All the studies which have been done up to now, in order to study the toxicity of CPN, are focused on HANs. The other phases of calcium phosphate minerals have not been investigated concerning their nanotoxicity. It should be noticed that the particle could not be toxic by itself. However, the products of particle dissolution and their effect on cellular mechanism lead to the induced cytotoxicity. Considering the HANs dissolution, Ca2+, PO43−, and OH− are the ions (products) which leach out into the biological medium surrounding the particle. Hence, we hypothesize that ACPN could be more capable of inducing the apoptosis in comparison to HAN. In fact, the amorphous phase of calcium phosphate is far more degradable than the crystalline phases of calcium phosphate minerals such as hydroxyapatite. It is worthy of mention that the apoptosis could be triggered while [Ca2+]c augments. This fact suggests that the ACPN should be intracellularly dissolved by cytosol, so it necessitates delivering the cargo to cytosol through an endosomal escape pathway and the best condition happens when the endocytosis does not occur. Therefore, the ACPN should be trapped in a liposomal capsule in order to deliver the nanoparticles through endosomal escape pathway. Although employment of liposome could lead to endosomal escape, it is demonstrated that presence of TAT peptides on the surface of the platform significantly enhances the efficacy of intracellular delivery.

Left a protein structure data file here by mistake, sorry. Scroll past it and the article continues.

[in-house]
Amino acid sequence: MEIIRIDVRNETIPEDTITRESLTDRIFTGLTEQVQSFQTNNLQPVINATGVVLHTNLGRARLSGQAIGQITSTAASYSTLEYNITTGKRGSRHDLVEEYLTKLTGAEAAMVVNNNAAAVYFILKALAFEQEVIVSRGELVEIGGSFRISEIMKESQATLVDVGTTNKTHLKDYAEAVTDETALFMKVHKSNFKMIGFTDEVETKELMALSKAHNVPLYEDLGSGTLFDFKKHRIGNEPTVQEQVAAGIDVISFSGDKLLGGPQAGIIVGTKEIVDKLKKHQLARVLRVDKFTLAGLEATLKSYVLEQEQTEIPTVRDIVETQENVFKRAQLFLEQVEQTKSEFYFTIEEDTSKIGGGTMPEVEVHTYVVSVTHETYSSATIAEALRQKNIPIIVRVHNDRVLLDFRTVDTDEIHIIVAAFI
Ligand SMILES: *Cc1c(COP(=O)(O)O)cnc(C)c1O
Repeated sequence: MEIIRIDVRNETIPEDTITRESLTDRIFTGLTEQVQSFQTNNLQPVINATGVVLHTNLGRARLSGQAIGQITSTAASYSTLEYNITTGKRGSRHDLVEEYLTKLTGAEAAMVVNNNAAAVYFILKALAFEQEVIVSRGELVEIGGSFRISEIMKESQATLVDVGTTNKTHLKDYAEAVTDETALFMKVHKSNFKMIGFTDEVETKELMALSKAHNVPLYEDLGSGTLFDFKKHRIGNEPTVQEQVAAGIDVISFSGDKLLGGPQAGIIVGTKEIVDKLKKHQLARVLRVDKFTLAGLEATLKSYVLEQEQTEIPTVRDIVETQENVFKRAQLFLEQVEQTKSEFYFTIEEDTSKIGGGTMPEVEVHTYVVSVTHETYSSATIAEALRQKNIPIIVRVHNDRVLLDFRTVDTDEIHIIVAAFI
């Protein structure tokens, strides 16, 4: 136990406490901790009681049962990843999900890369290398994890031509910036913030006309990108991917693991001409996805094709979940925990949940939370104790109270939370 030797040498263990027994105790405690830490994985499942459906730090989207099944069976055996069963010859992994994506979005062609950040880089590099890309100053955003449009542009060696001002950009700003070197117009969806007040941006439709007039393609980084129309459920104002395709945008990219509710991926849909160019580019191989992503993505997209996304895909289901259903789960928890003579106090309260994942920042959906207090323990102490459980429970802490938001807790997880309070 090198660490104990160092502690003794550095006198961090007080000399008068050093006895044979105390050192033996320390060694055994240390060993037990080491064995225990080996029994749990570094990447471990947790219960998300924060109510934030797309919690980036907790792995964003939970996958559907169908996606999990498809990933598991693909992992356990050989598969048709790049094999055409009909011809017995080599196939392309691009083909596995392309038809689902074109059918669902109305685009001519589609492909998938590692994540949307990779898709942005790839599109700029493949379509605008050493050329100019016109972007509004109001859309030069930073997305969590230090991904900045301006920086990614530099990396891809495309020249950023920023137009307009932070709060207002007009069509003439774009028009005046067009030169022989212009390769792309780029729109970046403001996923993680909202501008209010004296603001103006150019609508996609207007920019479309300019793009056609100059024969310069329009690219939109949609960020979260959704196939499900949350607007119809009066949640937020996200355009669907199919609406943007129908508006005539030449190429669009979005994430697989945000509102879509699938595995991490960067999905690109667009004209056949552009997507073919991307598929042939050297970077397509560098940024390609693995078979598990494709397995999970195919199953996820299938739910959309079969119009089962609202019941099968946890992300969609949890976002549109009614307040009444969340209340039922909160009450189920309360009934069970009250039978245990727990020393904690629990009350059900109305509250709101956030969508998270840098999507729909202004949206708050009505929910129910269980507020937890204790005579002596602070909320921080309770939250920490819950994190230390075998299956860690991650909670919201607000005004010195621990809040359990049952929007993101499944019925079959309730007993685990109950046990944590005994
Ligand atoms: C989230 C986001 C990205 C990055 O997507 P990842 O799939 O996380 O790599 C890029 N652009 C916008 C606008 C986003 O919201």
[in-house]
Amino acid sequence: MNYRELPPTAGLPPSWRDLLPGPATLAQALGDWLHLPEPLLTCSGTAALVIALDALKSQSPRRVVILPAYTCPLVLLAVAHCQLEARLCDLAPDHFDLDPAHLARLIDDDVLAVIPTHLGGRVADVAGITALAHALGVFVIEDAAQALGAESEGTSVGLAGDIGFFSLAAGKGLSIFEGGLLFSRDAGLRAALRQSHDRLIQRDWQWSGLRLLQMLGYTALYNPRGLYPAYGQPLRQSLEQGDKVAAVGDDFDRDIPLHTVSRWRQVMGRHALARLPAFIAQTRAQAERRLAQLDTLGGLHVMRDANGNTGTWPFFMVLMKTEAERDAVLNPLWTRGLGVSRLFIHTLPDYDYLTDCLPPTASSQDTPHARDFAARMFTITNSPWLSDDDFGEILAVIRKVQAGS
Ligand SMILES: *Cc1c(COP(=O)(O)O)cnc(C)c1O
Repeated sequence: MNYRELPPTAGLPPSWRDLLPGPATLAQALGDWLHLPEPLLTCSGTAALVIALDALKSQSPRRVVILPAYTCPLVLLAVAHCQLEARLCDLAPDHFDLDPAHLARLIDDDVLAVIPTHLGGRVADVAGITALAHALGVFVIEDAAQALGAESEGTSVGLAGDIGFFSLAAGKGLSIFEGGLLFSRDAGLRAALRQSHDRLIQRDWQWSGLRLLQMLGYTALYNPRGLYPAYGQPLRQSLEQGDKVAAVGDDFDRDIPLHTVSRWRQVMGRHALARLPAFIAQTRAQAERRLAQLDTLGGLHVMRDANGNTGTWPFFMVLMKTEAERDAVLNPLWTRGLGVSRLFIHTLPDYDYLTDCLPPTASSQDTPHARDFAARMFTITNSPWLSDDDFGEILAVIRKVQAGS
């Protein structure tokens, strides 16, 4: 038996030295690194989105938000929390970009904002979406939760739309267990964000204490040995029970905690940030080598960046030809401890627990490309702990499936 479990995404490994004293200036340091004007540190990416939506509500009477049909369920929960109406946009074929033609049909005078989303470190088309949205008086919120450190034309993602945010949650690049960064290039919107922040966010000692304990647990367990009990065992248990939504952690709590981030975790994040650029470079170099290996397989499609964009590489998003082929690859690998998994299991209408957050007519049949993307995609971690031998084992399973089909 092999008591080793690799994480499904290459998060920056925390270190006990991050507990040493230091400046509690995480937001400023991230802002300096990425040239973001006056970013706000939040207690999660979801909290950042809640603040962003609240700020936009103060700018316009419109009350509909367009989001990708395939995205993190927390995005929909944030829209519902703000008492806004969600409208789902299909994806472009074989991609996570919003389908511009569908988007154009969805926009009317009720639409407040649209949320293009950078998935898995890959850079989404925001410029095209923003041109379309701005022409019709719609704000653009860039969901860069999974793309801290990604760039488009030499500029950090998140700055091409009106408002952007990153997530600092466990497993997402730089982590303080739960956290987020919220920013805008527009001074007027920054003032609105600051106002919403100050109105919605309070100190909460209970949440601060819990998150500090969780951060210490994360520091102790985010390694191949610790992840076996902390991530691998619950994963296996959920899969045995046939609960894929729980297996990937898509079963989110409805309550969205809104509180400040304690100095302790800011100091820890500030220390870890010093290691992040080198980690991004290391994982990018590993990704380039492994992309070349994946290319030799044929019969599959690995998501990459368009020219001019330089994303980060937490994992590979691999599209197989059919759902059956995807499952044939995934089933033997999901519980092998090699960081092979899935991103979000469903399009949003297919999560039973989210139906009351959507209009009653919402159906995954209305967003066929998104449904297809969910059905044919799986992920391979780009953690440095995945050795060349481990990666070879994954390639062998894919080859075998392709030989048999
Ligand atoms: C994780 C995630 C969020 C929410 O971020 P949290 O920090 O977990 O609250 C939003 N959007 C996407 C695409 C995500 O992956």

Effective elimination of foreign materials from the circulation by the reticuloendothelial system (RES) is counted as one of the major problems of drug delivery system . While nanoparticles have solved many problems in drug delivery, elimination by the RES has remained an obstacle up to now. Nanoparticle size and surface charge are the two major properties strongly influencing the elimination by this system [30, 31]. Although the main established mechanisms for clearance of calcium phosphates are phagocytosis and acidification , the RES is also capable of eliminating them . Since CPNs are advantageous for the delivery of therapeutics , for improving the efficiency of therapy, evading RES seems necessary for nanoparticles. In this regard, the prepared platform should also be superficially decorated with folate in order to enhance the cell-specific delivery of the ACPN.
Testing the hypothesis